About Us - Free West Papua Campaign

About Us

F

reewestpapuacampaign.com is a platform to exchange information and views on human rights issues in West Papua; to create a better understanding in West Papua own community.

We take a different approach to make a difference. We conduct ongoing thematic and comprehensive discussion about past cases and focus on engaging minority voices to push for peace in the region.

The remaining challenges in Papua is to build a complete peaceful province out of war-torn society and to speed up the developments of democracy & transparency.

Together we can decrease the level of violence, raise awareness of positive activities, and draw attention of peacebuilding movement in Papua.

West Papua in Brief

Indonesia proclaimed independence on August 17, 1945, which included the territory of West Papua that had been administered by the Dutch as an integral part of the colony of the Dutch East Indies. Indonesia believed that the essential factor in uniting all the diverse groups within the former Dutch East Indies was that they had all equally suffered under Dutch colonialism. In addition, Indonesian nationalists had been imprisoned by the Dutch in West Papua during the struggle for independence, thus making West Papua a sacred site from a national perspective.

At the 1949 Hague Round Table Conference, which established the independence of Indonesia, the Dutch refused to cede control of West New Guinea to the Indonesians, preferring to maintain it as the final foothold of Dutch imperialism in Southeast Asia. By the end of the 1950s, Soekarno escalated diplomatic and military pressure on the Dutch to cede control over Papua.

On August 15, 1962, Indonesia and the Netherlands signed New York Agreement facilitated by the United Nations. According to the NYA, the transfer of authority over West Papua from the Dutch to Indonesian government would be conducted indirectly. The Dutch would hand it over to the UN first, then the UN would hand it over to Indonesian government through a referendum known as PEPERA (Penentuan Pendapat Rakyat, or Determination of the People’s Opinion). As the result, United Nations Temporary Executive Authority (UNTEA) was formed.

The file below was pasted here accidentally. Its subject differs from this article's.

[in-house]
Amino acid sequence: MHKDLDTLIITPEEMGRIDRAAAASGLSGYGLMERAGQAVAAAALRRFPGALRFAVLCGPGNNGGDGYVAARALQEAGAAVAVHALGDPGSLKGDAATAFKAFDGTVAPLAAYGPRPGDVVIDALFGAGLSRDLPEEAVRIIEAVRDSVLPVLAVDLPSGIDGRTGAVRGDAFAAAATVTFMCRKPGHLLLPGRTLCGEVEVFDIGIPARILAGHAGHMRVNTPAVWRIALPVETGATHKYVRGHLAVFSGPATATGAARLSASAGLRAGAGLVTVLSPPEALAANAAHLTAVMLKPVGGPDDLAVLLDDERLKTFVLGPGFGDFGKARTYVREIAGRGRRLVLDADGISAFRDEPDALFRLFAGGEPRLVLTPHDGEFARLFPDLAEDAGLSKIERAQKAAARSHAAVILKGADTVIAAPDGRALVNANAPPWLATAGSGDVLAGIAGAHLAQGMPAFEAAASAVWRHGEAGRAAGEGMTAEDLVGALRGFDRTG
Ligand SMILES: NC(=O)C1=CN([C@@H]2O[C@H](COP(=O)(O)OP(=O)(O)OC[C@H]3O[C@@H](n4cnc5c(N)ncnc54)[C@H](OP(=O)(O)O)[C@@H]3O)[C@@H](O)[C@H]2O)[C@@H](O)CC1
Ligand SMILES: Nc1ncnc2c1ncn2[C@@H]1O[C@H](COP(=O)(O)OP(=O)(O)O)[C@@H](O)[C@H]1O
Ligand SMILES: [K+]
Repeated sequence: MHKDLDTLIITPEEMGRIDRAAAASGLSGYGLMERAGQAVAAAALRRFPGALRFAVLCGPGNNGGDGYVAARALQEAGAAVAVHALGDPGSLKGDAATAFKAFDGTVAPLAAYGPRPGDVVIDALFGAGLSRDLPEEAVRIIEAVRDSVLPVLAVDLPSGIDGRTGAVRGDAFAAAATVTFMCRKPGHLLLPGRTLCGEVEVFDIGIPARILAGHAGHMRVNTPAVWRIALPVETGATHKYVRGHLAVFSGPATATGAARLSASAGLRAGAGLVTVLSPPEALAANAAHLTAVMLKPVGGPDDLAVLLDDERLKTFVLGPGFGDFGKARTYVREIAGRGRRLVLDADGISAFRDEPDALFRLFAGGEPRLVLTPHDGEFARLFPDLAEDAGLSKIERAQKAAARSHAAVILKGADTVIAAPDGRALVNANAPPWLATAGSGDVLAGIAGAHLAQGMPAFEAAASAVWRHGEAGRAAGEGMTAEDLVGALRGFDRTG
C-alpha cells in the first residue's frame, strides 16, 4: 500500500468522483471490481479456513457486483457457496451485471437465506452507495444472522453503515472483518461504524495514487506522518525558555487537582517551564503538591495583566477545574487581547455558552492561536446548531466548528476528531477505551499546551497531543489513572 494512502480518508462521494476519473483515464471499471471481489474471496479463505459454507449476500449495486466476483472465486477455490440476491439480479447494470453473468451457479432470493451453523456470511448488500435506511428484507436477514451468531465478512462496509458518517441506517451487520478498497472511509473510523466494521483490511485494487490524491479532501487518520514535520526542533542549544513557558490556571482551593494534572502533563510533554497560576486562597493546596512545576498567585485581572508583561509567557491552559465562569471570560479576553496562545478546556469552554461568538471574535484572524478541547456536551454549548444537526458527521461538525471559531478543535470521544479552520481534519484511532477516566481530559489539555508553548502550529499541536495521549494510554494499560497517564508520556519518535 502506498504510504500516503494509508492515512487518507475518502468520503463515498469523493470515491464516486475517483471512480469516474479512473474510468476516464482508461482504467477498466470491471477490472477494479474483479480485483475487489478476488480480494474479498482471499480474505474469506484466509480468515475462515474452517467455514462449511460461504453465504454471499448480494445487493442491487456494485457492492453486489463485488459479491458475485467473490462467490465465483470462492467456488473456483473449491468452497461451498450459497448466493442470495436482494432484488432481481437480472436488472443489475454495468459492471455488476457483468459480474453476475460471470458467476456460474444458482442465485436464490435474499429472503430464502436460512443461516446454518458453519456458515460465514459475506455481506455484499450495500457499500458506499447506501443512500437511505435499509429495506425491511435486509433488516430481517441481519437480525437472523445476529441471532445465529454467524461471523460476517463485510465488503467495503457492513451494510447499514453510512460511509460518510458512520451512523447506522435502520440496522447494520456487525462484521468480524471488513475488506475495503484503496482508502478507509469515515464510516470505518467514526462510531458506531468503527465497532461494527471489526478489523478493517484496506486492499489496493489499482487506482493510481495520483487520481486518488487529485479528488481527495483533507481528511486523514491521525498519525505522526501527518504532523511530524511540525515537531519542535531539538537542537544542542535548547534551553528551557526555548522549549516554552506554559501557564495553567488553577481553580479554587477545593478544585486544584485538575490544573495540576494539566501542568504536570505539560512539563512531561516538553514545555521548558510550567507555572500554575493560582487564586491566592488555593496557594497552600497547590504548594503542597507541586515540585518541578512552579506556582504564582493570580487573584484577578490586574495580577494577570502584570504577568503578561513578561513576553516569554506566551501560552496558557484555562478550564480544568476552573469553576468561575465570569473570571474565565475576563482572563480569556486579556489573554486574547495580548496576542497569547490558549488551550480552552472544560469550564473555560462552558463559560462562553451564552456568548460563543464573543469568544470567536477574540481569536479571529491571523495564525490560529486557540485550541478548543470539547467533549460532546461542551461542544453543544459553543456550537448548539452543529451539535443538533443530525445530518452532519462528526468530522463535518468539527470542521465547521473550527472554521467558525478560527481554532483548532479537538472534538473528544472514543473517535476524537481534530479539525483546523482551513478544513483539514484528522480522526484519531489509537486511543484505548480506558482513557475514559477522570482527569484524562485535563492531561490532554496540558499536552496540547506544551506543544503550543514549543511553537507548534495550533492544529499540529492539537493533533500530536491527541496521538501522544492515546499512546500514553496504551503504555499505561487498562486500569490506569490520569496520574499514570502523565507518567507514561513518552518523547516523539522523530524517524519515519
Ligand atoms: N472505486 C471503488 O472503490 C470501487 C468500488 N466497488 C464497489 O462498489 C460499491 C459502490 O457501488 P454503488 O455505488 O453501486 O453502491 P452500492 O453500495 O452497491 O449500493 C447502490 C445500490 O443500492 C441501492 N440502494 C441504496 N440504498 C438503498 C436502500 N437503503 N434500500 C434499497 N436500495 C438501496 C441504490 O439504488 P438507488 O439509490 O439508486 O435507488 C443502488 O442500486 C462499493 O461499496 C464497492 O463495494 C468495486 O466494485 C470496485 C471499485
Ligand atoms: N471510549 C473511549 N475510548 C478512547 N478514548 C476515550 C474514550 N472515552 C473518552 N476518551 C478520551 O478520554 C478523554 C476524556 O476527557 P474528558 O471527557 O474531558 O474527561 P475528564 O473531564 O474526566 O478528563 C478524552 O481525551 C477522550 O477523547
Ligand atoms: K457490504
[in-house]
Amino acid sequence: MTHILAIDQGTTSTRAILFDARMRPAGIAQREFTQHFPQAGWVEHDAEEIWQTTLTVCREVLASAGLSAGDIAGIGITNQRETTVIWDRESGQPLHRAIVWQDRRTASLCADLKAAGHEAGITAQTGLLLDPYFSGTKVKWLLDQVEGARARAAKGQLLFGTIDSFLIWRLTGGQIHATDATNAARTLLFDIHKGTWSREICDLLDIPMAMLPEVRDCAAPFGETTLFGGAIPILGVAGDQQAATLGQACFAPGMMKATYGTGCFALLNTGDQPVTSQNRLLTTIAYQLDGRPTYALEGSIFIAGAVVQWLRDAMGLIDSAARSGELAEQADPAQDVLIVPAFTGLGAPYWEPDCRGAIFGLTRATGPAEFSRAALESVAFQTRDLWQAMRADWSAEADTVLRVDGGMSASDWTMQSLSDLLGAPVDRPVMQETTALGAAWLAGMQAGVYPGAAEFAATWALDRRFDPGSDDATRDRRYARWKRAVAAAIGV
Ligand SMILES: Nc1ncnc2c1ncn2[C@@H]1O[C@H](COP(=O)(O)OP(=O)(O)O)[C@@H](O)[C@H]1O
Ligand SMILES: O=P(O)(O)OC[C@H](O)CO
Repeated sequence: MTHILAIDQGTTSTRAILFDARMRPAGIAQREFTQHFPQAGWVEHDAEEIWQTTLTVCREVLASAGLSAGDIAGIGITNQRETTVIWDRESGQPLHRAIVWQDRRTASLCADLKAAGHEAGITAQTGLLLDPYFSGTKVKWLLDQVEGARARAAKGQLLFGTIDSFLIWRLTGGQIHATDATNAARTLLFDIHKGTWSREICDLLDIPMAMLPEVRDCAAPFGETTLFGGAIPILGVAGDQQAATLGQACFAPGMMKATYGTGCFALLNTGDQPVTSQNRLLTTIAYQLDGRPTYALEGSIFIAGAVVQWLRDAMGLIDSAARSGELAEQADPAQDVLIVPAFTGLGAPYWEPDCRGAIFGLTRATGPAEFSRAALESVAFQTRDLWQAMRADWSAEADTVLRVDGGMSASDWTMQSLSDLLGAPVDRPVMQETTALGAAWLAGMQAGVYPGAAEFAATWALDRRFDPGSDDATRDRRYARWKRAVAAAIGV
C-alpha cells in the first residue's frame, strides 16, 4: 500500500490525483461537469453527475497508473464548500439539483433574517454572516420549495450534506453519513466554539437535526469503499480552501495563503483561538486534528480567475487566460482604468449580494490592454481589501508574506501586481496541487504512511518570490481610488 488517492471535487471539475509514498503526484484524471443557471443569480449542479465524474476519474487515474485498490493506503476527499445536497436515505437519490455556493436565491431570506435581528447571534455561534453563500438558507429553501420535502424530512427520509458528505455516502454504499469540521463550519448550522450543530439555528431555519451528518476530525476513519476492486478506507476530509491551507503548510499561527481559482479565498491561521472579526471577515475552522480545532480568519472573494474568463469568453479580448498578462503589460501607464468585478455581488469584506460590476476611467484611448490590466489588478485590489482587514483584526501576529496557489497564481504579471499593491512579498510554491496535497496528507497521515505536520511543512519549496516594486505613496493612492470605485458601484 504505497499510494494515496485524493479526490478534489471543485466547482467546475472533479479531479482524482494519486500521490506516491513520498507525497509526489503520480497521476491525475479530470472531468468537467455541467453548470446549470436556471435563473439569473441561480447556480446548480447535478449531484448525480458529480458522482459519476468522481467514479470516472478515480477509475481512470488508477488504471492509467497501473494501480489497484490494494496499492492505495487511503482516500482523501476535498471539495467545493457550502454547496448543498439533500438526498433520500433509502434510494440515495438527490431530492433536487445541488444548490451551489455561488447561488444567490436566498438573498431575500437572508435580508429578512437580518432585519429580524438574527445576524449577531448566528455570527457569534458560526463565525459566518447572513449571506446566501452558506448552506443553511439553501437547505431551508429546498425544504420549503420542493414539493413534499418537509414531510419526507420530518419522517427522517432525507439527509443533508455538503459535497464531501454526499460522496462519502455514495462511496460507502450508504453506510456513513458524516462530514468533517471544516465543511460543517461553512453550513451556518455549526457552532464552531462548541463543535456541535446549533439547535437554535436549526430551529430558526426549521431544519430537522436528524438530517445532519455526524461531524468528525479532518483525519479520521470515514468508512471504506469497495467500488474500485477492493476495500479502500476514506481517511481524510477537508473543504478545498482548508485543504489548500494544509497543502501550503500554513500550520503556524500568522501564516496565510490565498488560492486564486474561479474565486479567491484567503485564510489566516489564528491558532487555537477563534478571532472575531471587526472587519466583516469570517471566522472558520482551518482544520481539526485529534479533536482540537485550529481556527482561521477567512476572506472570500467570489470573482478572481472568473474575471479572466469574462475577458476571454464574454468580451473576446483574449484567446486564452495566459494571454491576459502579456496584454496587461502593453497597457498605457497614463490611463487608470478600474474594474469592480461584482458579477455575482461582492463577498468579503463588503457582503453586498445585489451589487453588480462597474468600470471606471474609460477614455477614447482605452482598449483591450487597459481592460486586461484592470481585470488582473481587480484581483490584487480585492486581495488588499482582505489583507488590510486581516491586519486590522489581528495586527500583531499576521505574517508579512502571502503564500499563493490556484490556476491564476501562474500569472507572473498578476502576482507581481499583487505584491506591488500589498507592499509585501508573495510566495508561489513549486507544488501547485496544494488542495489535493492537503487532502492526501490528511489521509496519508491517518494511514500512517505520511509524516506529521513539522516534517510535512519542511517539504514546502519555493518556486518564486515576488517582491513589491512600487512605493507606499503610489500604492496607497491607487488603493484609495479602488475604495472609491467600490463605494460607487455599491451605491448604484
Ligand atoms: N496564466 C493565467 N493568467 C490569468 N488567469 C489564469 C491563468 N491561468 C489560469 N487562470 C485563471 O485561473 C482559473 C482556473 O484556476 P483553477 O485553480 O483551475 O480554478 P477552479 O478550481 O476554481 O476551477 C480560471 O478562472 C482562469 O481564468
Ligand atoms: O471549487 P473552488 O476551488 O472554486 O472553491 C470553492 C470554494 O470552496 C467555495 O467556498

The handover of West Irian from the Netherlands to UNTEA officially came into force on October 1, 1962. Afterwards, on December 31, 1962, the Dutch flag in West Irian was replaced by Indonesian flag and the UN (UNTEA) flag.

UNTEA then prepared the referendum. On May 1, 1963, UNTEA finally handed over the governing of West Papua to Indonesia.

The preparation for the referendum took seven years. Only in 1969, the referendum (PEPERA) was held, witnessed by two UN envoys. As a result, Papua finally returned to the Republic of Indonesia, becoming the 26th province of Indonesia under the name of Irian Jaya upon the wishes of the Papuan people.

The PEPERA Deliberation Council (DPM, or Dewan Musyawarah PEPERA) of 1,026 members became representatives of the Papuan population, which at the time had 815,904 residents. The DPM members consisted of traditional element (tribal chiefs) as many as 400 people, 360 people from the regional elements, and 266 people from various interest groups. The result, as stated within the acclamation of DMP representatives, was to remain within the Republic of Indonesia. Resolution 1504, stating that Papua is a legitimate territory of the Republic of Indonesia, was approved by 80 UN member states with 20 abstinent states. There was no country that refused the integration of Papua into Indonesian territory. Therefore, Papua was de facto recognized and legitimate as a part of the territory of the Republic of Indonesia.